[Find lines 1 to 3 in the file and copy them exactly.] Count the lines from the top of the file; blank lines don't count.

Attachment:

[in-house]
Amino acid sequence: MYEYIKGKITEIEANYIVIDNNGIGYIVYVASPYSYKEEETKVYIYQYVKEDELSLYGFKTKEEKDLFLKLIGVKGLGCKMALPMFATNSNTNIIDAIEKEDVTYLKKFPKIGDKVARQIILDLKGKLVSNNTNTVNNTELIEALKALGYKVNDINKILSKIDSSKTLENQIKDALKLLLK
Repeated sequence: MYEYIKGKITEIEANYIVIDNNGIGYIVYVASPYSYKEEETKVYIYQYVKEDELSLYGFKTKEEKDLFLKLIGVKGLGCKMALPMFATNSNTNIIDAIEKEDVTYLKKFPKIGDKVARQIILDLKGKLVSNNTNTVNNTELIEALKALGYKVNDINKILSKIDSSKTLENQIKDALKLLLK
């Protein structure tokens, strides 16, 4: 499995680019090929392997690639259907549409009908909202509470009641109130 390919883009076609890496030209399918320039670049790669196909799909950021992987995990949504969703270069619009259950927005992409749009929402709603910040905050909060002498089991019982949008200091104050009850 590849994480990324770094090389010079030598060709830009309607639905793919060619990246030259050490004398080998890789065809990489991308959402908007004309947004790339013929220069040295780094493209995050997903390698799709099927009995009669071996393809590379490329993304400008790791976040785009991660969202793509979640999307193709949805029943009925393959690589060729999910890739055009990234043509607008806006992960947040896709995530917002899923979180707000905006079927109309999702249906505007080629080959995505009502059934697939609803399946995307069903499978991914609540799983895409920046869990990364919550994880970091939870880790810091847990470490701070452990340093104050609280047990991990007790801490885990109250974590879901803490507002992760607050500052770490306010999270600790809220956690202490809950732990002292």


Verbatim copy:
[in-house]
Amino acid sequence: MYEYIKGKITEIEANYIVIDNNGIGYIVYVASPYSYKEEETKVYIYQYVKEDELSLYGFKTKEEKDLFLKLIGVKGLGCKMALPMFATNSNTNIIDAIEKEDVTYLKKFPKIGDKVARQIILDLKGKLVSNNTNTVNNTELIEALKALGYKVNDINKILSKIDSSKTLENQIKDALKLLLK
Repeated sequence: MYEYIKGKITEIEANYIVIDNNGIGYIVYVASPYSYKEEETKVYIYQYVKEDELSLYGFKTKEEKDLFLKLIGVKGLGCKMALPMFATNSNTNIIDAIEKEDVTYLKKFPKIGDKVARQIILDLKGKLVSNNTNTVNNTELIEALKALGYKVNDINKILSKIDSSKTLENQIKDALKLLLK